I have been working on a control deck based around Lock and Load since cracking open a golden one on the opening day of the release of The Grand Tournament (TGT). The various decks I started with had several common features:
- very few minions – the deck focussed on spells that created minions, or minions that created minions either in play or in hand, with the ultimate combo of playing spells that created minions which created other minions at a time when there were minions in play that created minions when spells were played *whew*
- the opponent was encouraged to make many misplays due to having absolutely no idea what he or she was playing against – strong plays they would make against traditional archetypes turned out to be errors against me
- the strategy tended to struggle to recover a board that was lost – it lacked a proper “catch-up” mechanic
- the randomness inherent in many of the effects led to the occasional flat game (where nothing happened) about as often as the amazing game (where EVERYTHING happened), with an average that made the deck eminently playable
- the deck was extremely challenging to play because nothing about the effects was reliable, forcing you to discover different ways of using the powerful, but single-purpose spells to good effect – a failure to do so generally resulted in defeat. For a while I dubbed it “Chess Hunter”, aka the “Thinking Man’s Hunter”, which was ironic during the age of Face…
- the good games more than made up for the bad in terms of sheer thrill factor – the decks were fun and they did not overly compromise on win percentage, provided one took the view that one could never climb the ladder with them and therefore plied one’s trade in the casual room
As the season wore on I gravitated back to decks that could actually climb the ladder, and the concept was shelved.
Enter the Old One
Yogg-Saron, Hope’s End helped me revive the deck. This early in the season (and being someone who does not play Wild) I don’t have too many copies of the key spells (or had crafted away the second copy of older cards simply because they weren’t played competitively), so I decided the best answer for that was to throw in Reno Jackson! The result is, at least in casual room terms, quite a monster. With 75% win rate in 30 games, where the vast majority of the losses were against decks would one expect to find above rank 5, it preys on less-optimal decks and play, making it an effective tool for completing those awkward Hunter daily quests [I have 5-1 records in both my last two 5-win Hunter dailies].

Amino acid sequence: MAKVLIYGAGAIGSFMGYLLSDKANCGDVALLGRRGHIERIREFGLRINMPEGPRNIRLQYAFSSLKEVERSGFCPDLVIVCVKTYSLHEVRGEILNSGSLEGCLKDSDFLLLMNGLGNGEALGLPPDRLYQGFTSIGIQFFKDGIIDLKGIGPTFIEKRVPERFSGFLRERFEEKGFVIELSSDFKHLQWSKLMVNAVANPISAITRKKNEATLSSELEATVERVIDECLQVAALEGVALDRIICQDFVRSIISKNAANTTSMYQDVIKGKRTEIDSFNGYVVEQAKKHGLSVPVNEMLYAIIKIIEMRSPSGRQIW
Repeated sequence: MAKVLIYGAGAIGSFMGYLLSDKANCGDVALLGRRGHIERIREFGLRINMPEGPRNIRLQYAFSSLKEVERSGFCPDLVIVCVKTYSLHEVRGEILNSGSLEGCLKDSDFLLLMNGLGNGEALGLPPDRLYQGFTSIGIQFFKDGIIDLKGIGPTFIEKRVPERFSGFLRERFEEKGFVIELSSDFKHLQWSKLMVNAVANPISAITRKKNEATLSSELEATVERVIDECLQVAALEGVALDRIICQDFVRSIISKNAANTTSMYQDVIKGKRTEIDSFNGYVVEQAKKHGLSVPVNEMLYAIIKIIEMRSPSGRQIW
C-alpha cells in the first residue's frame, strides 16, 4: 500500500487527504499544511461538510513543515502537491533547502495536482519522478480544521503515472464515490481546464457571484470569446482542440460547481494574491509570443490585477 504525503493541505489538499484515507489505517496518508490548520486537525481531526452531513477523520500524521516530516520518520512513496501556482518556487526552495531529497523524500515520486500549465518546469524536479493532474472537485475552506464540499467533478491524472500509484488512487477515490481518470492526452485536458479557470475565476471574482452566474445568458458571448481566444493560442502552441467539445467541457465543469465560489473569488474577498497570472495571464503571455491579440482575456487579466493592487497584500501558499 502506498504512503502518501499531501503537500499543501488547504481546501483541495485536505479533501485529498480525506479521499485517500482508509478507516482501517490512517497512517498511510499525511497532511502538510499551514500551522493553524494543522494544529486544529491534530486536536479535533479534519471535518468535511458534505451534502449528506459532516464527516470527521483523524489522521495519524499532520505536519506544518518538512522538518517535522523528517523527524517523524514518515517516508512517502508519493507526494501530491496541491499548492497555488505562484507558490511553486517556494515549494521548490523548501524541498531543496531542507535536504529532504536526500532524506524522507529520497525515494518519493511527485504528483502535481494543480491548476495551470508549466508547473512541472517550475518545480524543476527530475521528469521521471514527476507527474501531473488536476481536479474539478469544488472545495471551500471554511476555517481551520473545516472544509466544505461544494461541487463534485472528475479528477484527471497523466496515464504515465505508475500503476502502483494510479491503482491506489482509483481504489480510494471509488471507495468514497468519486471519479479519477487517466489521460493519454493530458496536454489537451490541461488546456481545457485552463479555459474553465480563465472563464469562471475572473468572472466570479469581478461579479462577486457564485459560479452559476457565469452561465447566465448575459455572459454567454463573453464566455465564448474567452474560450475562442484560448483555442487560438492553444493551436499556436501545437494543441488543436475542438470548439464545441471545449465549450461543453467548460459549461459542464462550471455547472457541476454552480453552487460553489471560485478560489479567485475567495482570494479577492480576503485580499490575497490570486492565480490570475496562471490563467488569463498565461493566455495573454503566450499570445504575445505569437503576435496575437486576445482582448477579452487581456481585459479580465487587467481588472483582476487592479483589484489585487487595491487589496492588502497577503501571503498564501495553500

Reno and Yogg-Saron aside, one also cannot understate the impact of Call of the Wild on this “archetype”, especially since it usually boosts a few Webspinners that have been lying around with the opponent not keen to lose value in killing them, and sometimes the opponent has used his removal on your jank and couldn’t kill the Summoning Stone you played the previous turn.
Having used Yogg-Saron extensively in Paladin, Rogue and Hunter (and having faced not a few Mages running it), I have discovered the following common features of summoning it (these don’t happen all the time, but each has an excellent chance of occurring so several usually run together):
- It will kill or cripple itself unless it returns itself to hand first,
- it will wipe the entire or one side of the board (not necessarily that of the opponent only, even though that’s what we always wish for)
- several spells will do nothing either due to a lack of targets or having no mana (eg Forbidden Healing)
- you will draw at least 2 cards
- you will play at least 1 secret
Oh! The fun I’ve had. Yogg-Saron casts Mark of the Wild on itself, then Power Word: Shield. My opponent’s lone minion is looking toast and I now have a blocker to stave off lethal damage. And then with the final spell of the cycle came Earth Shock and a defeat. In the very next game Yogg-Saron played Ball of Spiders, pulled Huffer off Animal Companion, smacked my opponent with Pyroblast in the face, and played Flamestrike to clear the way to vocal cheering on my side. However the remaining several spells included Twisting Nether (which gave me 3 beasts that ranged from terrible to awful off my Webspinners) and forced me to over-draw 5 cards. I lost to fatigue damage shortly after… No matter how irritating those losses are they are the stuff of legend, and are always recalled with fondness or even open laughter.
But *those* games pale into significance compared with those where it gets you Ice Block and helps you draw into Reno, casts Thistle Tea on your Kill Command, or somehow throws all the damage spells at the opponent’s face and wins the game all by itself.
However, if we take the average scenario where the board is cleared, the Old One is dead, you have a secret and a few extra cards in hand, then playing Yogg-Saron seems like something we should never do because the outcome can be much worse that such a minor upside! Unless of course the deck can use just such a situation to its advantage.